Recommended Topic Related To:

Allegra

"March 5, 2013 -- Spring allergy season is again off to an early start in many parts of the country, and doctors say there are some signs it may be even more miserable than usual this year.

Last year was the fourth warmest winter on re"...

Allegra

Side Effects
Interactions

SIDE EFFECTS

Clinical Studies Experience

Because clinical trials are conducted under widely varying conditions, adverse reaction rates observed in the clinical trials of a drug cannot be directly compared to rates in the clinical trials of another drug and may not reflect the rates observed in practice.

The safety data described below reflect exposure to ALLEGRA (fexofenadine hydrochloride) in 5083 patients in trials for allergic rhinitis and chronic idiopathic urticaria. In these trials, 3010 patients 12 years of age and older with seasonal allergic rhinitis were exposed to ALLEGRA (fexofenadine hydrochloride) at doses of 20 to 240 mg twice daily or 120 to 180 mg once daily. A total of 646 patients 6 to 11 years of age with seasonal allergic rhinitis were exposed to ALLEGRA (fexofenadine hydrochloride) at doses of 15 to 60 mg twice daily. The duration of treatment in these trials was 2 weeks. A total of 534 patients 6 months to 5 years of age with allergic rhinitis were exposed to ALLEGRA (fexofenadine hydrochloride) at doses of 15 to 30 mg twice daily. The duration of treatment in these trials ranged from 1 day to 2 weeks. There were 893 patients 12 years of age and older with chronic idiopathic urticaria exposed to ALLEGRA (fexofenadine hydrochloride) at doses of 20 to 240 mg twice daily or 180 mg once daily. The duration of treatment in these trials was 4 weeks.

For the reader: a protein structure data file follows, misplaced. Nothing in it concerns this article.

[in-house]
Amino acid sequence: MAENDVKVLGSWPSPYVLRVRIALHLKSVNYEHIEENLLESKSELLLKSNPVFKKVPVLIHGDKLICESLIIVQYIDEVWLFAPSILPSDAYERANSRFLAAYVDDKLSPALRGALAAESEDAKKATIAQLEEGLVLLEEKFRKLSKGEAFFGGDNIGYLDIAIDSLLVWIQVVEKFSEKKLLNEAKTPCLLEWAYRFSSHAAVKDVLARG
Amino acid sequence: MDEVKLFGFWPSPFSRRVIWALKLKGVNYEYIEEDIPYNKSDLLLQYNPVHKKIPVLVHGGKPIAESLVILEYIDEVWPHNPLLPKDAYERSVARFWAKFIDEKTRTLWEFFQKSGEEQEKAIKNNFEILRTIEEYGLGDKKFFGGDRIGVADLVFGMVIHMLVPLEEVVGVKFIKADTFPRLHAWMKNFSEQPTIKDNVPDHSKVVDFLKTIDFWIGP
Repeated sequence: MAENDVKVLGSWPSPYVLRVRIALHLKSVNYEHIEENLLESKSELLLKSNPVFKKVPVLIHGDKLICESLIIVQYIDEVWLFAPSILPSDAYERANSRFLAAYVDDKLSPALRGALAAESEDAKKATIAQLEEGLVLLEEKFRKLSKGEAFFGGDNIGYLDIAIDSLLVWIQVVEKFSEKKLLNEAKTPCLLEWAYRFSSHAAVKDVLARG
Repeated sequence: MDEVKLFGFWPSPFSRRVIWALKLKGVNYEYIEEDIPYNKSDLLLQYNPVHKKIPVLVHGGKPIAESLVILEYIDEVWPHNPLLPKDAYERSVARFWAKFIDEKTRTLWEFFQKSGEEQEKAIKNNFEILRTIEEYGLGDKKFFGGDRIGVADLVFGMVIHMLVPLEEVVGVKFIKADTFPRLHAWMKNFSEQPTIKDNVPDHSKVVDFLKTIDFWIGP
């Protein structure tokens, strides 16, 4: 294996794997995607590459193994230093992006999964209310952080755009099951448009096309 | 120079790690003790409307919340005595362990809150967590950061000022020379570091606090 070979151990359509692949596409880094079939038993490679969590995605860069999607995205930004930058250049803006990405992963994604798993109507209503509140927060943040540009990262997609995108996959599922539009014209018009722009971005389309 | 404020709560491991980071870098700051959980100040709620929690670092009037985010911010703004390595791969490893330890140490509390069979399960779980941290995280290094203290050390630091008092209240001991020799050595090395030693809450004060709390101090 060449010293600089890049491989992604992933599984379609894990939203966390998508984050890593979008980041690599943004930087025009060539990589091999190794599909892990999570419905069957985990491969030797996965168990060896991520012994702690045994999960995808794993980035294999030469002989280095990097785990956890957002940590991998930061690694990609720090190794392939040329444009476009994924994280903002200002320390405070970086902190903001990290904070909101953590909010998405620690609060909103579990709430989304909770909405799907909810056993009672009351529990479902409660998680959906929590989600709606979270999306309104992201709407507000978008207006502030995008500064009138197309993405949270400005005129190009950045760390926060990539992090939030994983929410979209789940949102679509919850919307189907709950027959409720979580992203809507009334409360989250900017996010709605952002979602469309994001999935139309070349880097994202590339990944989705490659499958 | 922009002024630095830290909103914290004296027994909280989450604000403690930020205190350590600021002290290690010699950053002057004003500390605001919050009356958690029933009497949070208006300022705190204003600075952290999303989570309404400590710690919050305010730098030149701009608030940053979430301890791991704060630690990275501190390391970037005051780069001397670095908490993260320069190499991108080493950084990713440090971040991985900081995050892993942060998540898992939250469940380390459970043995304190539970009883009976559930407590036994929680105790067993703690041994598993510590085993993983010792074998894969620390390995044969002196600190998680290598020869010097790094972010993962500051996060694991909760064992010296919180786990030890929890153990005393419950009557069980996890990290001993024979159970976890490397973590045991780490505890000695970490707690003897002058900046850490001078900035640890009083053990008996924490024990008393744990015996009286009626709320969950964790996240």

Seasonal Allergic Rhinitis

Adults and Adolescents: In placebo-controlled seasonal allergic rhinitis clinical trials in subjects 12 years of age and older, 2439 subjects received ALLEGRA (fexofenadine hydrochloride) capsules at doses of 20 mg to 240 mg twice daily. All adverse reactions that were reported by greater than 1% of subjects who received the recommended daily dose of ALLEGRA (fexofenadine hydrochloride) (60 mg capsules twice daily) are listed in Table 1.

In another placebo-controlled clinical study in the United States, 571 subjects aged 12 years and older received ALLEGRA (fexofenadine hydrochloride) tablets at doses of 120 or 180 mg once daily. Table 1 also lists adverse reactions that were reported by greater than 2% of subjects treated with ALLEGRA (fexofenadine hydrochloride) tablets at doses of 180 mg once daily.